The stang, or “Devil's Cross,” is the forked pole that, in Old Craft usage, represents the Horned.

It's a Tree of Life.

It's also a Tree of Death.

At the great temple of Uppsala in Sweden, they used to hang the bodies of sacrifices—strange and terrible fruit—from the trees of the sacred grove.

If you've ever seen the gutted carcass of a deer strung up from a branch to bleed out, you'll understand.

Old Craft has never been shy about appropriating ecclesiastical symbolism for its own purposes. In this view, the stang becomes one with the cross, on which hangs the god who dies to feed his people. (In Christian art, the Y-shaped cross is known as the furca-cross.) Throughout human history, for obvious reasons, the Horned has been the preeminent god of sacrifice. During the centuries of forced church-attendance, it would be only natural for witches to identify their own sacrificed god with the Crucified.

In Bengal, on the other side of the Indo-European diaspora, the forked iron pole is the preeminent symbol of sacrifice. One stands permanently in the center of the courtyard of many Kali temples.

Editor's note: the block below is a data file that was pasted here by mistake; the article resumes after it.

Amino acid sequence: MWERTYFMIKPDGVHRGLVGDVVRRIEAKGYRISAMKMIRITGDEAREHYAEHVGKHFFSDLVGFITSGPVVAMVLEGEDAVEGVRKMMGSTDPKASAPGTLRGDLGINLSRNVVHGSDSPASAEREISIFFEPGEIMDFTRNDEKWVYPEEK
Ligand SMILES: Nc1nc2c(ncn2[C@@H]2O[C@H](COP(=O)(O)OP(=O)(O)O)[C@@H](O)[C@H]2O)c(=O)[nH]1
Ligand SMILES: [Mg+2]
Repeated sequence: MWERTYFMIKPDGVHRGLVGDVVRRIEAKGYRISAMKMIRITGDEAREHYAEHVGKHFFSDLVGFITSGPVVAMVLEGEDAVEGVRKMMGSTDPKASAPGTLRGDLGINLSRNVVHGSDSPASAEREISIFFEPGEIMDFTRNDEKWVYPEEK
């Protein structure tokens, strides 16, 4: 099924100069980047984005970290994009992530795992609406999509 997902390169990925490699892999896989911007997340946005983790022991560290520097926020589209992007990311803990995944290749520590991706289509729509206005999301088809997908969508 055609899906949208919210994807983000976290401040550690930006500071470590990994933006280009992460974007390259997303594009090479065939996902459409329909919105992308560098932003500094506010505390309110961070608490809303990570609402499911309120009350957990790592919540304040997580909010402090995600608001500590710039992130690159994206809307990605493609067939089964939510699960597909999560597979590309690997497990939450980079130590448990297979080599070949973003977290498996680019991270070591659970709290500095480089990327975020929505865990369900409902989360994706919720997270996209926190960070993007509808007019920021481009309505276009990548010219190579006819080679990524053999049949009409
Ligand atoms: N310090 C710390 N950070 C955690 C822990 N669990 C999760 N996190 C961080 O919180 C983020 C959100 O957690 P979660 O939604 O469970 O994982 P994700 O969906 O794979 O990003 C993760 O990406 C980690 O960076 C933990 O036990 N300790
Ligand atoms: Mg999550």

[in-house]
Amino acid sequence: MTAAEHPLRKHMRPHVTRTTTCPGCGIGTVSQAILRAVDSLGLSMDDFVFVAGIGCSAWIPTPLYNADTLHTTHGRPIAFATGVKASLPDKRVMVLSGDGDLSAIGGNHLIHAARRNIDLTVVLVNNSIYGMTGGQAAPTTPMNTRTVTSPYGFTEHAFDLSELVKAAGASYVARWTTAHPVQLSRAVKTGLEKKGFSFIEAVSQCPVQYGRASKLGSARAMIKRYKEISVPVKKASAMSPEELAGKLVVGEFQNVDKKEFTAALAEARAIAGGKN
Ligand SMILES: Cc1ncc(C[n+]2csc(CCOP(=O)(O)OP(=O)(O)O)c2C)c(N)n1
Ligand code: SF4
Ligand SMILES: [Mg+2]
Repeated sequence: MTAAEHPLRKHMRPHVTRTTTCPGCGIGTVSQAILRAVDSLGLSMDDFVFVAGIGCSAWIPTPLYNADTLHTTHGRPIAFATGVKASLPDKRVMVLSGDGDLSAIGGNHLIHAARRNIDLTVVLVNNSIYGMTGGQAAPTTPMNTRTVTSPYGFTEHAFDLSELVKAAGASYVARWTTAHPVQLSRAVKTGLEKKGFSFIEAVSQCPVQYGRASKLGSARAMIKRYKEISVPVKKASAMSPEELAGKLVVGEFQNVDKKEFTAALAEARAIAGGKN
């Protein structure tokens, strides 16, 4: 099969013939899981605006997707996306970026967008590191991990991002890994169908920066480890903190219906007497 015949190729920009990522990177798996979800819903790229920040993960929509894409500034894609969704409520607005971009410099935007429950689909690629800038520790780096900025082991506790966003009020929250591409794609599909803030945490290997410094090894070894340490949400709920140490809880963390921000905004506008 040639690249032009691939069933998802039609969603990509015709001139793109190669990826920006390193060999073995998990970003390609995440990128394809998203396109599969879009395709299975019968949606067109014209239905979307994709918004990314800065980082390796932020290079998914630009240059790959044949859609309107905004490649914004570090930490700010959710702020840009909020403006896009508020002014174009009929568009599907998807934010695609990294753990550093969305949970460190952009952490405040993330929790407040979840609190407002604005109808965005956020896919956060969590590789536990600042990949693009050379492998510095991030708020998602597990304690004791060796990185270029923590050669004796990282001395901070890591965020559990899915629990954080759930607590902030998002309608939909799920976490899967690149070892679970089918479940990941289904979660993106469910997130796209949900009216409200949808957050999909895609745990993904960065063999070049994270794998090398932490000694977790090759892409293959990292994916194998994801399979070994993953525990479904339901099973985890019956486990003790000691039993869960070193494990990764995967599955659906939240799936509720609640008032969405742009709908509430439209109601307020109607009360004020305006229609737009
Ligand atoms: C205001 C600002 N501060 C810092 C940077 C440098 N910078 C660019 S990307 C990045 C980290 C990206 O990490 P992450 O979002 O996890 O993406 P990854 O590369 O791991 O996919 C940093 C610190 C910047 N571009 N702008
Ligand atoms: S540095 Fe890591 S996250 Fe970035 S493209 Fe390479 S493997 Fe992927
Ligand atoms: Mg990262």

When a sacrifice is to be offered, the doors of the temple are opened so that the resident deity (present in the image in the temple's holy of holies) may witness.

Then the neck of the animal to be sacrificed—usually a goat—is placed in the crook of the sacrificial fork.

Facing the deity, it's then beheaded.

The severed head is the deity's portion. This is placed on a tray and laid before her in the sanctum.

The body is taken away to be butchered, cooked, and eaten.

Say you're the sponsor of the sacrifice. You now kneel before the sacrificial fork and place your own neck in its crotch.

Then the priest touches your neck with the sacrificial sword and anoints your forehead with the goat's blood.

It's hard to miss the meaning of that.

The stang is the forked pole that, in Old Craft usage, represents the Horned.

It's a Tree of Life.

It's also a Tree of Death.